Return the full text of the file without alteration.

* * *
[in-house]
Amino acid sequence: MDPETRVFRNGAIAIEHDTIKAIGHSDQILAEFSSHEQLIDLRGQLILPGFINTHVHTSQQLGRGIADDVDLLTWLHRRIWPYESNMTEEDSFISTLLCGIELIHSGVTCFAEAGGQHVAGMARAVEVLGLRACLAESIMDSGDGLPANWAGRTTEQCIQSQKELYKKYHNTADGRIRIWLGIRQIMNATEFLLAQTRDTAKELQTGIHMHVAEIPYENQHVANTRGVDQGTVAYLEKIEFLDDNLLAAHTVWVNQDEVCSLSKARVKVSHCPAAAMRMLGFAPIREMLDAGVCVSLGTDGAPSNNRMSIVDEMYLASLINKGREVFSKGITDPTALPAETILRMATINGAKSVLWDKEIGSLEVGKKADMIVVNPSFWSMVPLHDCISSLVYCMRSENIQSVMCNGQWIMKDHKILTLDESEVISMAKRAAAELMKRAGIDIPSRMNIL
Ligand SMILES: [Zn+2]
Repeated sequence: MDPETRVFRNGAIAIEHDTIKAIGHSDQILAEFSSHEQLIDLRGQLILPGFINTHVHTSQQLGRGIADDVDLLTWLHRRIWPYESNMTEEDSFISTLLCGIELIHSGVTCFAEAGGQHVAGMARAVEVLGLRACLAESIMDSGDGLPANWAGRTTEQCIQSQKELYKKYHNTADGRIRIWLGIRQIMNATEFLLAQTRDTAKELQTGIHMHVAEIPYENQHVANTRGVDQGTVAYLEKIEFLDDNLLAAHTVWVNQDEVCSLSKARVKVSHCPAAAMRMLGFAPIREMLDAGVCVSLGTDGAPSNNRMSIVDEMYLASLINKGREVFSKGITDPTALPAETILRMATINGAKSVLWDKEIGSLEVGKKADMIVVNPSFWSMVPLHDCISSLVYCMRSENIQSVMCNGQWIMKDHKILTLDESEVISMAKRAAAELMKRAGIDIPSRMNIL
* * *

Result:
[in-house]
Amino acid sequence: MDPETRVFRNGAIAIEHDTIKAIGHSDQILAEFSSHEQLIDLRGQLILPGFINTHVHTSQQLGRGIADDVDLLTWLHRRIWPYESNMTEEDSFISTLLCGIELIHSGVTCFAEAGGQHVAGMARAVEVLGLRACLAESIMDSGDGLPANWAGRTTEQCIQSQKELYKKYHNTADGRIRIWLGIRQIMNATEFLLAQTRDTAKELQTGIHMHVAEIPYENQHVANTRGVDQGTVAYLEKIEFLDDNLLAAHTVWVNQDEVCSLSKARVKVSHCPAAAMRMLGFAPIREMLDAGVCVSLGTDGAPSNNRMSIVDEMYLASLINKGREVFSKGITDPTALPAETILRMATINGAKSVLWDKEIGSLEVGKKADMIVVNPSFWSMVPLHDCISSLVYCMRSENIQSVMCNGQWIMKDHKILTLDESEVISMAKRAAAELMKRAGIDIPSRMNIL
Ligand SMILES: [Zn+2]
Repeated sequence: MDPETRVFRNGAIAIEHDTIKAIGHSDQILAEFSSHEQLIDLRGQLILPGFINTHVHTSQQLGRGIADDVDLLTWLHRRIWPYESNMTEEDSFISTLLCGIELIHSGVTCFAEAGGQHVAGMARAVEVLGLRACLAESIMDSGDGLPANWAGRTTEQCIQSQKELYKKYHNTADGRIRIWLGIRQIMNATEFLLAQTRDTAKELQTGIHMHVAEIPYENQHVANTRGVDQGTVAYLEKIEFLDDNLLAAHTVWVNQDEVCSLSKARVKVSHCPAAAMRMLGFAPIREMLDAGVCVSLGTDGAPSNNRMSIVDEMYLASLINKGREVFSKGITDPTALPAETILRMATINGAKSVLWDKEIGSLEVGKKADMIVVNPSFWSMVPLHDCISSLVYCMRSENIQSVMCNGQWIMKDHKILTLDESEVISMAKRAAAELMKRAGIDIPSRMNIL